That “neurotic relationship with Russia may be on hiatus for a while, but will return in full force once the shooting stops,” he said.
Nils Schmid, spokesman for foreign policy in parliament for the Social Democrats, said Germany’s soft stance towards Russia “reflects German society, and what will remain is the idea that Russia is there and part of it.” Europe, and we will have to deal with that. †
The war has spawned “shattered hopes” for a peacefully united Europe, shared by his generation from 1989, he said. But he noted that with this war, “There can be no return to normalcy,” adding, “No one really wants to go back to the old days of involvement with Russia.”
Still, he said, ‘We mustn’t overdo it. The balance will shift to more deterrence and less dialogue. But we need to engage in a dialogue.”
Mrs Puglierin has little patience with such arguments. “People need to let go of these old ideas and adapt to reality as it is, not as they want,” she said. “Russia has shown that it does not want a stable relationship with this existing security order, which is now an empty shell.”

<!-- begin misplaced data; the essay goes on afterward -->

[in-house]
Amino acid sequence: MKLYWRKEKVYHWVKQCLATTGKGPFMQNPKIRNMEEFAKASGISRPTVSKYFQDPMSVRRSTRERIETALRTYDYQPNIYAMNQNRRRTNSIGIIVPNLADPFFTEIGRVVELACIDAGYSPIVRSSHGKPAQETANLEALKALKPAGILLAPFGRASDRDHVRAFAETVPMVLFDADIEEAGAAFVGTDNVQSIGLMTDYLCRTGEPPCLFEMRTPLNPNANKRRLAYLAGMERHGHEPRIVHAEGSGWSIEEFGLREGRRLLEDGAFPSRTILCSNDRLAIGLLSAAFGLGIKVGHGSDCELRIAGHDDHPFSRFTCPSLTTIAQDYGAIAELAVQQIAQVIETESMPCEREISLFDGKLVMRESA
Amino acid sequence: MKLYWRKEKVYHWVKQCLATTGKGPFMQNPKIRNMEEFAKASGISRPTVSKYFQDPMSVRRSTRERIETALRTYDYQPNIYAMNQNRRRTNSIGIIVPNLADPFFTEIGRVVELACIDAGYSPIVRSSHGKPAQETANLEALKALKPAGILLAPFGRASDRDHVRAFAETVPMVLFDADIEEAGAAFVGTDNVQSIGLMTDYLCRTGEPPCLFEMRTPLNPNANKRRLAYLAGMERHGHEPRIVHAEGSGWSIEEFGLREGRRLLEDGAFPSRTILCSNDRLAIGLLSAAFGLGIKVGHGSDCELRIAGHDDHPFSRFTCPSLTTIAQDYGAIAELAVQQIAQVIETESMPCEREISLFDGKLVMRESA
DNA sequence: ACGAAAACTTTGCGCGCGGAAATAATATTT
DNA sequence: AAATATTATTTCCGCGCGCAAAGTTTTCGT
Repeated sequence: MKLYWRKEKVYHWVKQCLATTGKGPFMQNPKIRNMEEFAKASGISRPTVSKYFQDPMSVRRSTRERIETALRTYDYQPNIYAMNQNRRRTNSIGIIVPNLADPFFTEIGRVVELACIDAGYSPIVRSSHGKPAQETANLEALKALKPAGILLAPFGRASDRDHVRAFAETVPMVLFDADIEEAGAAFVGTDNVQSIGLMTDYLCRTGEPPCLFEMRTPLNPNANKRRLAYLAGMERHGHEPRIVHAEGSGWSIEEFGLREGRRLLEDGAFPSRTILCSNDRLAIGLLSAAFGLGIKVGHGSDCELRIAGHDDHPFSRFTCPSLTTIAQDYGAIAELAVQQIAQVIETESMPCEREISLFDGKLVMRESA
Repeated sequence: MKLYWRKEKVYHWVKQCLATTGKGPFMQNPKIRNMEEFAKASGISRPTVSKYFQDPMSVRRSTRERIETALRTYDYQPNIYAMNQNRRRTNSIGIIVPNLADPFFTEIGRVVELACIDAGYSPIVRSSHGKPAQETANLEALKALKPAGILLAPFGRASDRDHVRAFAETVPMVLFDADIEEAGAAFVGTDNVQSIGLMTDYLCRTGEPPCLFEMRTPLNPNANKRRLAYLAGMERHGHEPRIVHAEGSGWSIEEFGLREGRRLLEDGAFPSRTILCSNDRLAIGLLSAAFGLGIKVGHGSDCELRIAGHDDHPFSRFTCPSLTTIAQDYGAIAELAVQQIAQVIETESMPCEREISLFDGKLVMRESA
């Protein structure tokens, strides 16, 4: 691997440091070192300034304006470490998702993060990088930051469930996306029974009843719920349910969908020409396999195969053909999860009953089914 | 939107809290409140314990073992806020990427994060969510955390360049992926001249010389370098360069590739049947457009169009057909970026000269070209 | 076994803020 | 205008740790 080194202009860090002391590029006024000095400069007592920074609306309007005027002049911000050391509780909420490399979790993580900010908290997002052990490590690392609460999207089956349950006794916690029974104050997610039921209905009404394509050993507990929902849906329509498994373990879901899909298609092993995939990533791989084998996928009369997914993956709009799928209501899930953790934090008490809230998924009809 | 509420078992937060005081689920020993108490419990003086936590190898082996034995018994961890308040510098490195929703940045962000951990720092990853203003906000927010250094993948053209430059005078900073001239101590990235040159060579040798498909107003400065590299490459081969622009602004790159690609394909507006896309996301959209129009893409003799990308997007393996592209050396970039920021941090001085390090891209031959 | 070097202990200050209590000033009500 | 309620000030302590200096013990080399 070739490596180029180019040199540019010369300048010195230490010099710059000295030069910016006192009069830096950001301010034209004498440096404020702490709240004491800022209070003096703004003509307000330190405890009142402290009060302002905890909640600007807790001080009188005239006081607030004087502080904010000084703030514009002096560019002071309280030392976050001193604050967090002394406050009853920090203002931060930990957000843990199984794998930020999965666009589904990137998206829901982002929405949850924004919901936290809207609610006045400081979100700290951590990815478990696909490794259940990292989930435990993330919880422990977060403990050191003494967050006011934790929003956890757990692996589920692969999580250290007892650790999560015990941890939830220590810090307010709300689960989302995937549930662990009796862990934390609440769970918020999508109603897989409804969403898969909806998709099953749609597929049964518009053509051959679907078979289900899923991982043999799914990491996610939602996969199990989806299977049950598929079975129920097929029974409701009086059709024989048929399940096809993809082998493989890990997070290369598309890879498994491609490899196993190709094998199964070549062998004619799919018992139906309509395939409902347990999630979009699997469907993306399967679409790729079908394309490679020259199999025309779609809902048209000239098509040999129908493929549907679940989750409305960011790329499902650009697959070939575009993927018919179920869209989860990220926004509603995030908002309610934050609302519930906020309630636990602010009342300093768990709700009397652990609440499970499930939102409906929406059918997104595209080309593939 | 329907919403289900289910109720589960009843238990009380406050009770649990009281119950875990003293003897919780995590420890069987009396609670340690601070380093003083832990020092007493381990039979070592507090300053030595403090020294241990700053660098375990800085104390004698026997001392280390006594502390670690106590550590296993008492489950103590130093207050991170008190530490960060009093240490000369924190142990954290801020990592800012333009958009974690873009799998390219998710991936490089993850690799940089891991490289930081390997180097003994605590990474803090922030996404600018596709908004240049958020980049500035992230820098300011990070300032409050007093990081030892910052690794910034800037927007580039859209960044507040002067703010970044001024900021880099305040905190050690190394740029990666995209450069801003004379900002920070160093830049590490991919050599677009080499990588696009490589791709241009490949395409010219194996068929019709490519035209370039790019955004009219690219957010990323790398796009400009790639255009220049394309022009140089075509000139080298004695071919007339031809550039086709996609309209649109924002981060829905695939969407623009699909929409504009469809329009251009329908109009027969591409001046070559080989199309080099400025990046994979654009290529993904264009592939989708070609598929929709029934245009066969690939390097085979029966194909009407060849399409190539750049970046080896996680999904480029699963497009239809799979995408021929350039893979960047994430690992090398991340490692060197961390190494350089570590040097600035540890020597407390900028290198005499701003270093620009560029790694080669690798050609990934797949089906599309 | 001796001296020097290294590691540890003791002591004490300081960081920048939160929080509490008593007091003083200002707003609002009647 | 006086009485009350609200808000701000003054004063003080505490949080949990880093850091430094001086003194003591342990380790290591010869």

A prominent conservative lawmaker, Norbert Röttgen, argued that Germany must make a complete and immediate break with Russia. “War has returned to Europe, one that will affect the continent’s political and security order,” he said.
Germany must also learn from its reliance on Russia for its future relationship with China’s more powerful authoritarian empire, on which key sectors of Germany’s export-driven model rely, Mr Röttgen said.
“The real Zeitenwende,” said Ms Puglierin, “will come when we reform our model for a future of competition with both Russia and China and realize that any dependence can be used against us.”